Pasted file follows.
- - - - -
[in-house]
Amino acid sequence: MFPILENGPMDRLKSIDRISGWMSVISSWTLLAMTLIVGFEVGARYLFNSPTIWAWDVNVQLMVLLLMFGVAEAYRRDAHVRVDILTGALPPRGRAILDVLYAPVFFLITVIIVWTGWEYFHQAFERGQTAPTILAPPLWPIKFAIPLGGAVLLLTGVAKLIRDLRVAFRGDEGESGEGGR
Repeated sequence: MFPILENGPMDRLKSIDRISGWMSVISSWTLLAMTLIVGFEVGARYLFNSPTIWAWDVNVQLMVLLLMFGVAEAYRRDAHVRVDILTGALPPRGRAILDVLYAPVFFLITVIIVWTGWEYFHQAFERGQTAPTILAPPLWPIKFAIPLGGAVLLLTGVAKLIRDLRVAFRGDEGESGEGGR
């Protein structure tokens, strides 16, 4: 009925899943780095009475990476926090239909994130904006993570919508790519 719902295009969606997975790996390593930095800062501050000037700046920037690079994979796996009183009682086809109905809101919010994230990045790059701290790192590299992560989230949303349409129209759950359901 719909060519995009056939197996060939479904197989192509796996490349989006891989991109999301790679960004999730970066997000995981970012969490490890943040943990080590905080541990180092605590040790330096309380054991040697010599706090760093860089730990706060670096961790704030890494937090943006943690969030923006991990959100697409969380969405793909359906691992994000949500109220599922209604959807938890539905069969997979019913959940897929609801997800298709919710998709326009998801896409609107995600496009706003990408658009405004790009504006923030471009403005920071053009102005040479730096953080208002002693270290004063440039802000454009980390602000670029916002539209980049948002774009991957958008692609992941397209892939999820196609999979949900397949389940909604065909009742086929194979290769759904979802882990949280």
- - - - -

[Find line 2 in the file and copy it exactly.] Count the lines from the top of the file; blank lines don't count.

Amino acid sequence: MFPILENGPMDRLKSIDRISGWMSVISSWTLLAMTLIVGFEVGARYLFNSPTIWAWDVNVQLMVLLLMFGVAEAYRRDAHVRVDILTGALPPRGRAILDVLYAPVFFLITVIIVWTGWEYFHQAFERGQTAPTILAPPLWPIKFAIPLGGAVLLLTGVAKLIRDLRVAFRGDEGESGEGGR